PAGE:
Malaysia is a multicultural society whose population primarily consists of native Malaysians, Indians and Chinese. While each ethnicity has their own sets of values, there are a few traditional customs that everyone in Malaysia practices.

Whenever you visit a foreign country, it helps to be familiarized with some of the customs that the natives of that specific country practices, because it influences how people interact with each other within that country. The reality of the fact is that whenever you ignore a community’s custom, it can cause a great deal of conflict. So whenever you visit Malaysia by acknowledging a few of their customs you can make a smooth transition into their community. Here are some customs that you should be familiarized with if you intend to visit Malaysia.


Batu CavesMeeting And Greeting Customs

When it comes to meeting and greeting people within Malaysia, most of the natives are well aware of the traditional handshakes that westerners practice and they do so as well but with a few exceptions.

Malaysia women typically don’t shake hands with men, but they do shake the hands of women. Instead, men bow while placing their hand over their heart as a form of greeting women. Another significant aspect of Malaysian greetings is that, whenever they introduce someone they start off with the most important individual down to the lower ranking individual, they also introduce the elderly before the young and women before men.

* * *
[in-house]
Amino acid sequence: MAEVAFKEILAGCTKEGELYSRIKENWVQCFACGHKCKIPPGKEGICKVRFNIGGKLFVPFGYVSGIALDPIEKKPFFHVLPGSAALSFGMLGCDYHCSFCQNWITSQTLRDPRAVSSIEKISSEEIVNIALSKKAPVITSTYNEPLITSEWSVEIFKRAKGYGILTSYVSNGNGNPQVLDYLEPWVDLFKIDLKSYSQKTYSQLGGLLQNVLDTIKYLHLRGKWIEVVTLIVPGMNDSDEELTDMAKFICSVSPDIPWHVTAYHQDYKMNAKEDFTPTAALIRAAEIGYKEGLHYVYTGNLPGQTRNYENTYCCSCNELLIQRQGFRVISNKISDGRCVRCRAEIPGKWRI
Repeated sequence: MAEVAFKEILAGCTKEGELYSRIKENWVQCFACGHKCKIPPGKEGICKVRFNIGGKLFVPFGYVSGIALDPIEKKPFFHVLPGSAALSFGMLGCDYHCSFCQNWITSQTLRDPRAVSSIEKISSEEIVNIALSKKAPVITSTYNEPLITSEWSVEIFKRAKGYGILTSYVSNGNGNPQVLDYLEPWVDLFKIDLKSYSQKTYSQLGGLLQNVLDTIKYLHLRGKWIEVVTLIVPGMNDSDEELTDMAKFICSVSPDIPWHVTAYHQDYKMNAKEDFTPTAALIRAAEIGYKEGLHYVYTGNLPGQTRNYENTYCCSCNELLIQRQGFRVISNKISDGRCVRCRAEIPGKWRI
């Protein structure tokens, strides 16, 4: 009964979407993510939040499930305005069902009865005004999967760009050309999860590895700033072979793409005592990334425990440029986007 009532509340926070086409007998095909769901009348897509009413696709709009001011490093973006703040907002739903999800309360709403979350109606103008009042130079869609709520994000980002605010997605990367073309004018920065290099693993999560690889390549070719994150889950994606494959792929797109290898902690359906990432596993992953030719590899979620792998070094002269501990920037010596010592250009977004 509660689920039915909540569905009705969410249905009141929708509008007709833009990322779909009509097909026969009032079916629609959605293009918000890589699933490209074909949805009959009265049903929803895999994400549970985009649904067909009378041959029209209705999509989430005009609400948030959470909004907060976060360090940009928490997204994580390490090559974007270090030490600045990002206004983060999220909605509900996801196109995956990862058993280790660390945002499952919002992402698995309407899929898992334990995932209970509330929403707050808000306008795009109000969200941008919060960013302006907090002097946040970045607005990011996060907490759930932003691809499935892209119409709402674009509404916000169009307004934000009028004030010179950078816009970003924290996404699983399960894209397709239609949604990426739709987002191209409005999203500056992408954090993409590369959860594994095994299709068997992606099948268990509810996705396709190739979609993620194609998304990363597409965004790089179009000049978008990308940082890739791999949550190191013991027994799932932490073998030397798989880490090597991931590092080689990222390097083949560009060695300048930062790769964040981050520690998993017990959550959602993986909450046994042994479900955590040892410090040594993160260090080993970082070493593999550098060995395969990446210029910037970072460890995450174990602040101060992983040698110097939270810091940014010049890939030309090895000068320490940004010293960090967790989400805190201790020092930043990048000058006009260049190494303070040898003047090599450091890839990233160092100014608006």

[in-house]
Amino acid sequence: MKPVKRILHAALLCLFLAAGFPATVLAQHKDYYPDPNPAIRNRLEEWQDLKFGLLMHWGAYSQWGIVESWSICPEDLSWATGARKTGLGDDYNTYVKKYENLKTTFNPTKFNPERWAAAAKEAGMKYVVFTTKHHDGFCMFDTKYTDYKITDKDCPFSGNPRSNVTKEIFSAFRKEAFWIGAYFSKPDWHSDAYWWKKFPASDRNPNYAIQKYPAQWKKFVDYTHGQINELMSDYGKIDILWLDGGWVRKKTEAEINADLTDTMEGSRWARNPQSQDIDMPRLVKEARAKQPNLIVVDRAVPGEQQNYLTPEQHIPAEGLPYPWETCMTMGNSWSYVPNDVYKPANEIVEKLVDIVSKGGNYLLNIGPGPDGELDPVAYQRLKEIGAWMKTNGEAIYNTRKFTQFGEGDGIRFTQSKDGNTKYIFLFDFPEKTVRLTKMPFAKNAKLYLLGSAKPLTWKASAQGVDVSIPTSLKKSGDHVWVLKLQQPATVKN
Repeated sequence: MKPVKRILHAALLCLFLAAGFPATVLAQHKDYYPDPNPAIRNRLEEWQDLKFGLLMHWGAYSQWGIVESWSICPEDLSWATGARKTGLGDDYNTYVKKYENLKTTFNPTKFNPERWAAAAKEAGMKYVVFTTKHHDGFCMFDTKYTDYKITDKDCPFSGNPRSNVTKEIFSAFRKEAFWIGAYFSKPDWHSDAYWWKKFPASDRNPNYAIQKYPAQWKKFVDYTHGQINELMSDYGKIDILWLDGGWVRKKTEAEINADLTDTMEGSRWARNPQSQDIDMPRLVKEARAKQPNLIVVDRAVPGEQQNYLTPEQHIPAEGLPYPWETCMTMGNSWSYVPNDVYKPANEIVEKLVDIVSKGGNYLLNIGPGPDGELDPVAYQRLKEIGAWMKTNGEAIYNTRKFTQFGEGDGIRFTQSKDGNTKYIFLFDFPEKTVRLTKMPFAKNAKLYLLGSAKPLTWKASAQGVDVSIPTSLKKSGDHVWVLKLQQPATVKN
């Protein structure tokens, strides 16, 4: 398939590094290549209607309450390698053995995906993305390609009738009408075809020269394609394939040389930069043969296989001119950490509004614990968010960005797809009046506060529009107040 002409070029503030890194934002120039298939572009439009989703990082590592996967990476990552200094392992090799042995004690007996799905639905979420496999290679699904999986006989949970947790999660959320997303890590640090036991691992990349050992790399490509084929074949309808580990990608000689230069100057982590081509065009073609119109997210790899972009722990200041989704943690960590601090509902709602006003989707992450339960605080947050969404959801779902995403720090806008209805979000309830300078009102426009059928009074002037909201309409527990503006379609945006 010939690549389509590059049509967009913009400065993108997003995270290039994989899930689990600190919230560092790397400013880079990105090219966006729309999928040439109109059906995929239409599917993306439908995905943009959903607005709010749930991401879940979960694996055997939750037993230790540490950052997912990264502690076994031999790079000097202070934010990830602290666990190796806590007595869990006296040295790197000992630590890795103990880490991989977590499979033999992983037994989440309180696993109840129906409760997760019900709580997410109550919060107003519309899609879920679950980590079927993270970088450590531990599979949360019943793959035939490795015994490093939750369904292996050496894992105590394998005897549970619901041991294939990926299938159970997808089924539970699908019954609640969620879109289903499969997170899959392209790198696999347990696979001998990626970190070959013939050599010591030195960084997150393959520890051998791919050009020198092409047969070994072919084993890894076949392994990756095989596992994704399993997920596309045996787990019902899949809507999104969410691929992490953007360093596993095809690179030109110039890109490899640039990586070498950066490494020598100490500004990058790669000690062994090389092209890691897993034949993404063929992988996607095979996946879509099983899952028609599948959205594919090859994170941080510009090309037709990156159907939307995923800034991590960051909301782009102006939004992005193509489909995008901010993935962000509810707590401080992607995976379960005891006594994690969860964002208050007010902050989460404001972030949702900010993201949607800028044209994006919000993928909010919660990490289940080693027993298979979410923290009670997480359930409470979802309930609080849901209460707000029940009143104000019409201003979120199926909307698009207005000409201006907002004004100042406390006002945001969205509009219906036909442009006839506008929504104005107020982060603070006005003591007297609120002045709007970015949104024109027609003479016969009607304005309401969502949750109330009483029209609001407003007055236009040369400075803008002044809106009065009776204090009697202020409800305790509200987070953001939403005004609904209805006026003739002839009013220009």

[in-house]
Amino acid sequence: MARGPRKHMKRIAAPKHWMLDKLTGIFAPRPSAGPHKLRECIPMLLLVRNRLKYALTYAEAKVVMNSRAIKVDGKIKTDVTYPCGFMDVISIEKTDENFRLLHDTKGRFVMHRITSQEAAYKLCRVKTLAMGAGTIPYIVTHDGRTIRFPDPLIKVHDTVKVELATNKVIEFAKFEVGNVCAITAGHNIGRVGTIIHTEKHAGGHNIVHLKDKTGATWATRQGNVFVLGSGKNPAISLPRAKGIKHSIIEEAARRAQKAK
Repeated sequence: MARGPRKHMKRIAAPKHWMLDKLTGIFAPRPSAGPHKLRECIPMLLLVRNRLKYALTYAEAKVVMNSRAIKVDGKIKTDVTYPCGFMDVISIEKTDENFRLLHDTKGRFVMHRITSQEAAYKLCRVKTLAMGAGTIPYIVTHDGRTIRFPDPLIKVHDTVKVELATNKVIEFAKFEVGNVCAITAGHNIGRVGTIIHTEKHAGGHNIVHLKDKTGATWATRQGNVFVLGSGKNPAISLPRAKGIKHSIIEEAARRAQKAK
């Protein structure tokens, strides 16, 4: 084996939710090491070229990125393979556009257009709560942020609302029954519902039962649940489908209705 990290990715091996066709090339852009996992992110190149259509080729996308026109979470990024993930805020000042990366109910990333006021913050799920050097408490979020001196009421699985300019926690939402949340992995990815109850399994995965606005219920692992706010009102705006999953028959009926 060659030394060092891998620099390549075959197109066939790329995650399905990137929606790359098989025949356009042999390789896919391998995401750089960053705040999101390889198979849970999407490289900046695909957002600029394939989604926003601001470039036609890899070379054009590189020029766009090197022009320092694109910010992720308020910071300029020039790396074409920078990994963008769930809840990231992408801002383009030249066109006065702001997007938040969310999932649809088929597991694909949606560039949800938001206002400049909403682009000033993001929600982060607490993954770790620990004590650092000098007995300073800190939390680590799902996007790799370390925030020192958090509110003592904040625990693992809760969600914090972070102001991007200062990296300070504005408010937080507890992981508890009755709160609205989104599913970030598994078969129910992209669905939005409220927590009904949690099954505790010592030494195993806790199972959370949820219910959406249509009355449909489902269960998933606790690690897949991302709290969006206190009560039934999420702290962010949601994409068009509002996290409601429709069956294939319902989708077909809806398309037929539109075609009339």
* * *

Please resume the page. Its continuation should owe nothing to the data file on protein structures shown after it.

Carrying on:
Another interesting custom in Malaysia is the exclusion of surnames. Instead of utilizing a surname they use their parent’s name instead with the term ‘bin/binti’ meaning ‘son of/daughter of’. So a man by the name of ‘Rackeem Bin Alladin’, would translate to Rackeem son of Alladin, in english. The same goes for women, if a woman goes by the name of Ashirah Binti Alladin for example, in English it would translate to Ashirah daughter of Alladin. It is also interesting to note that in Malaysia it is considered friendly to call elders “uncle” or “auntie” instead of “Mr/Sir” or “Ma’am/Madam.”


Giving And Receiving Gifts

Another important set of customs you should get familiarized with is the process of giving and receiving gifts, especially if you intend to stay with a local family. A good rule of thumb to remember is the fact that for the most part, Malaysians don’t accept alcohol or anything that consists of pigskin. If you must, when you give them food it needs to be halal which is foods that are allowed to be consumed under the Islamic dietary guidelines.

Another thing to remember when it comes to giving gifts is that you should avoid wrapping them in black, white or blue paper, due to the fact that they associate those colors with death. Yellow on the other hand should be avoided as well because this is the color of the royal family.